9-Year-Old with Muscular Dystrophy Ecstatic as He Receives First Electric Wheelchair
Photo: Britt Stitz and Haji Mada by Nick Wagner. Source: The Statesman.
Haji Mada, a 9-year-old from East Austin, Texas rejoiced this past December as he received his first ever electric wheelchair. After struggling for more than a year, he was diagnosed with a rare form of muscular dystrophy that completely removed his capacity to walk by himself.
Being originally from Kenya, the doctors in Haji’s refugee camp failed to identify the condition that had been affecting him since birth. It was only after he moved with his family to Austin, Texas, that Haji was able to identify his condition and receive appropriate aid in the form of treatment, as well as a brand new electric wheelchair, courtesy of Quantum.
The term muscular dystrophy references to a series of hereditary and progressive conditions and diseases characterized by the debilitation and degeneration of the patient’s striated muscle tissue, which are the ones responsible for allowing the body’s voluntary movements. Those who suffer from these diseases experience alterations in the protein makeup of their muscles, which causes the death of their cells. Most of the muscles in the body are liable to be affected by muscular dystrophy, including the heart which, if targeted, makes up the leading cause of death of those who struggle with it.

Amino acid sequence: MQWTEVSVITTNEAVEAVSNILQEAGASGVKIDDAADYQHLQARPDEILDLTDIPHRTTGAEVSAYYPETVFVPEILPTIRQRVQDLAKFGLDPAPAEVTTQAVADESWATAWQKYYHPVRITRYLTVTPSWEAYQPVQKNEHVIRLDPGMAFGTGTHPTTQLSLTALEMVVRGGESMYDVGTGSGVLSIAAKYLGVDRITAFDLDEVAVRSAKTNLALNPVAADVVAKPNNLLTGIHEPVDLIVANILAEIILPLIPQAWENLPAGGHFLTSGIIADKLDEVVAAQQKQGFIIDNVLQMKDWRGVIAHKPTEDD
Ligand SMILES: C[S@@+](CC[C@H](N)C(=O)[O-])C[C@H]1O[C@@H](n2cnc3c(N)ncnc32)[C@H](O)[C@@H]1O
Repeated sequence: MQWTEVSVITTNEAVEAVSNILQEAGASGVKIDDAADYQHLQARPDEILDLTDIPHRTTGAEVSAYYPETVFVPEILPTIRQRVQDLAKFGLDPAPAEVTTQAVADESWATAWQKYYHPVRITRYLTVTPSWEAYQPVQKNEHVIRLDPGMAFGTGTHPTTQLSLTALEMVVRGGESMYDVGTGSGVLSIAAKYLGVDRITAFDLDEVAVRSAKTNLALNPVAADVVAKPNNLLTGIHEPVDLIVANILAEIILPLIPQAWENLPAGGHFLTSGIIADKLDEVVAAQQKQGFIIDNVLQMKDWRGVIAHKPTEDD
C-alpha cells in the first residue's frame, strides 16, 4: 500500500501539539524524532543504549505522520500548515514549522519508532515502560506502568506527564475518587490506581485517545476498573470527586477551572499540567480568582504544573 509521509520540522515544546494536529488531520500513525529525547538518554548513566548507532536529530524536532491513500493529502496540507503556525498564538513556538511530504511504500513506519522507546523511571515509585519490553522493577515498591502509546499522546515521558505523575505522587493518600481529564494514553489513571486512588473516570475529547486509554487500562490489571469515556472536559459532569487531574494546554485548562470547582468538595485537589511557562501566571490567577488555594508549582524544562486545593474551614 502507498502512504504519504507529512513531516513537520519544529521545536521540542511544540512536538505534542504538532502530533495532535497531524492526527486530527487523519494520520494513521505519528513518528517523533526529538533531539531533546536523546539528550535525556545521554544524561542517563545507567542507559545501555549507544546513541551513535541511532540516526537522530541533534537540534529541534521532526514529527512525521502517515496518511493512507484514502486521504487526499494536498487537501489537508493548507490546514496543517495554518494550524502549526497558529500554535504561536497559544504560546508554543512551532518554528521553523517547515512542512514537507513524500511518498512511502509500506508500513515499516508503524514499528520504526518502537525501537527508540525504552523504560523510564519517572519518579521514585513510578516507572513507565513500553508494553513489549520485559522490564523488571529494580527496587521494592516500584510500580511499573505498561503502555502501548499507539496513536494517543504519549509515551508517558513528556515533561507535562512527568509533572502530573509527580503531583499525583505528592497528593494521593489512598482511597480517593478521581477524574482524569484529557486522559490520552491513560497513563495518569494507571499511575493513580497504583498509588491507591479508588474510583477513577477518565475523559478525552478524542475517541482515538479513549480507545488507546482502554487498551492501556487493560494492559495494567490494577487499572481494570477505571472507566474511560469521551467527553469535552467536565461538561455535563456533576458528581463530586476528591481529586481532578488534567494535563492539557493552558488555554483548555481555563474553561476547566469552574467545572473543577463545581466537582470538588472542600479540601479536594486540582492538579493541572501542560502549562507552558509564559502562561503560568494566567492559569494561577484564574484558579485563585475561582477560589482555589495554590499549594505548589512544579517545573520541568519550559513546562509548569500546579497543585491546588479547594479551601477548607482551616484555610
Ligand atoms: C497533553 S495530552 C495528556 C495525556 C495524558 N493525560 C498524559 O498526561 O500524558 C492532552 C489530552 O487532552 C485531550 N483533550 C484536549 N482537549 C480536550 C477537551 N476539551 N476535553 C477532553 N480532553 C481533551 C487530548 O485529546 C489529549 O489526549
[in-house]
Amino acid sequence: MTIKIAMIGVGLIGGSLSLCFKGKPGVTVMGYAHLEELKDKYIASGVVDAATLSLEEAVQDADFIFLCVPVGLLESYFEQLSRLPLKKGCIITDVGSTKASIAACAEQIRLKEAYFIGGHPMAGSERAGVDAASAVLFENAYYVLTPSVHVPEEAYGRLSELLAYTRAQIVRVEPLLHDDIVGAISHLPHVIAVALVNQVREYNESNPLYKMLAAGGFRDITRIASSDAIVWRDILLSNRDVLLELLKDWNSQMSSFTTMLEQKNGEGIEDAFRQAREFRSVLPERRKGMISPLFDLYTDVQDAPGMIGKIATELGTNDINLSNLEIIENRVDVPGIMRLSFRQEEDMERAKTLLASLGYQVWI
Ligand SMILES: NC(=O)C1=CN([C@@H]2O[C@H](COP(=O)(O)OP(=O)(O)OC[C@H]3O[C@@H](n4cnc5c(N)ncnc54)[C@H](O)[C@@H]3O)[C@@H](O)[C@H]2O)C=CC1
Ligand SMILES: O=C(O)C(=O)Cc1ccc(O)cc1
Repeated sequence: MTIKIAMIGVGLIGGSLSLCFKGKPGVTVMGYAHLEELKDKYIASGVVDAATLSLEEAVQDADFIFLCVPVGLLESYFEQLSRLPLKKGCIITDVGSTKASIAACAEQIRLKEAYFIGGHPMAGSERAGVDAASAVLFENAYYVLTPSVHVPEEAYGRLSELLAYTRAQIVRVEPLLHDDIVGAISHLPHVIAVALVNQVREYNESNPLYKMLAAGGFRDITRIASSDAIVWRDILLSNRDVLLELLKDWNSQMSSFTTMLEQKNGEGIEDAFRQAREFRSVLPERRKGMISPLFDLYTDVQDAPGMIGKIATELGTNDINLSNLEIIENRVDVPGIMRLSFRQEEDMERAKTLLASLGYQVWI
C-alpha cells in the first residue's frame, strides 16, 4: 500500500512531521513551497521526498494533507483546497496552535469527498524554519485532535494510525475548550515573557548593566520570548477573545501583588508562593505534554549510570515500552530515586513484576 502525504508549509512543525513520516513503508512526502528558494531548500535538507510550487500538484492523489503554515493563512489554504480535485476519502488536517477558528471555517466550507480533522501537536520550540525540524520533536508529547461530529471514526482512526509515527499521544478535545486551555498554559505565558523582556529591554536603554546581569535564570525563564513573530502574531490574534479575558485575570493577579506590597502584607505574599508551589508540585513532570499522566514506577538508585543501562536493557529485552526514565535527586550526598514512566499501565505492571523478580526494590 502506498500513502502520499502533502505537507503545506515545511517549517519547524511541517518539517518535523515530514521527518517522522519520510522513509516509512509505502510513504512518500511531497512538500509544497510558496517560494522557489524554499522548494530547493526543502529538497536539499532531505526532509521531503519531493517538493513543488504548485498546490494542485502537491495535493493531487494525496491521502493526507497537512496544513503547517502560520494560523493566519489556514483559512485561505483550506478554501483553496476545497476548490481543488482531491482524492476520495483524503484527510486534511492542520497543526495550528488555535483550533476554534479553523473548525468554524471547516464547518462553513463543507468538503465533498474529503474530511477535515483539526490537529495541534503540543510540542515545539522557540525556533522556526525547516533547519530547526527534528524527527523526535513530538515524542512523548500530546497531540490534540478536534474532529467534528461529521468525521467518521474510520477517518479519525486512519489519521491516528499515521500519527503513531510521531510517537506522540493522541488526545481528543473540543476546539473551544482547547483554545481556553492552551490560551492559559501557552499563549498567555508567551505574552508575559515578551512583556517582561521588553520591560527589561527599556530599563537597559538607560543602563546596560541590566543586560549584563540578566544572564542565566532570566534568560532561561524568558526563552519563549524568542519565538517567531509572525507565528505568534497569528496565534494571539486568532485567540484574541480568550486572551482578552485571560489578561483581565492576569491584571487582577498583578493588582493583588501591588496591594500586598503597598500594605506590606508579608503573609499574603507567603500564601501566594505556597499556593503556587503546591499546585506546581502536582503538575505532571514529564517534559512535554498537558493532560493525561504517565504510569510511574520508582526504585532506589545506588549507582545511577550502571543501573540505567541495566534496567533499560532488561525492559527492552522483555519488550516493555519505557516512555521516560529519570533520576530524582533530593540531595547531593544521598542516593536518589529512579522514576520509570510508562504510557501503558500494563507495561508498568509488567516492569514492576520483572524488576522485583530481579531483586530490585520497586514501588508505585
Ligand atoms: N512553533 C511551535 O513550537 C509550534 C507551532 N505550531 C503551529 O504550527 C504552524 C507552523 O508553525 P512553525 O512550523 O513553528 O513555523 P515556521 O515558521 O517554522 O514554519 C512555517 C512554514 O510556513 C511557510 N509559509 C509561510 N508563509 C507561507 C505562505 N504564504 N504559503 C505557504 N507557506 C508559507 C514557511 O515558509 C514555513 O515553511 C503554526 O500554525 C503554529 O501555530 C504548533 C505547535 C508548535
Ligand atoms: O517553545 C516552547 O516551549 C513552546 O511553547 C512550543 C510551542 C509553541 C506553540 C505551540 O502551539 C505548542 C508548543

The hereditary nature of the disease makes it so that its symptoms manifest early in the person’s childhood which, unfortunately, for little Haji and everyone else with muscular dystrophy, means that they often lose their ability to walk or fend for themselves form an early age. Luckily, they are rare diseases, the most common variation being Duchenne muscular dystrophy, which affects mostly males and is passed down by the mother. Duchenne muscular dystrophy also only affects 1 out of every 3,500 individuals. Nevertheless, despite the existence of different variations of muscular dystrophy, all of them coincide in several factors, including its nature as a myopathy (which means it affects primarily the muscles), their hereditary origins, their aggressively progressive course, and in the fact that, at some point, the disease will affect the person’s striated muscle tissue, removing their ability to perform voluntary movements.
In Haji’s case, his ability to move, walk, stand, run and play with his friends had already been lost before making the move to Austin, and his mother, Hawa Hassan, had no idea as to why, since the Kenyan doctors who had examined her son weren’t able to establish a diagnosis. Luckily, she received respite in the form of finally knowing the name of the affliction that was affecting little Haji after moving to Austin and, despite not knowing what the future has in store for the young one, the family can at least breathe easier now that they know what is affecting him. In an article featured in the Statesman, Hassan mentions that her brother had a similar disease and that he sadly didn’t live to see past 25 years of age. Nevertheless, the circumstances were different, since he never received proper medical aid for his disease, and that they barely knew what was affecting him at the time.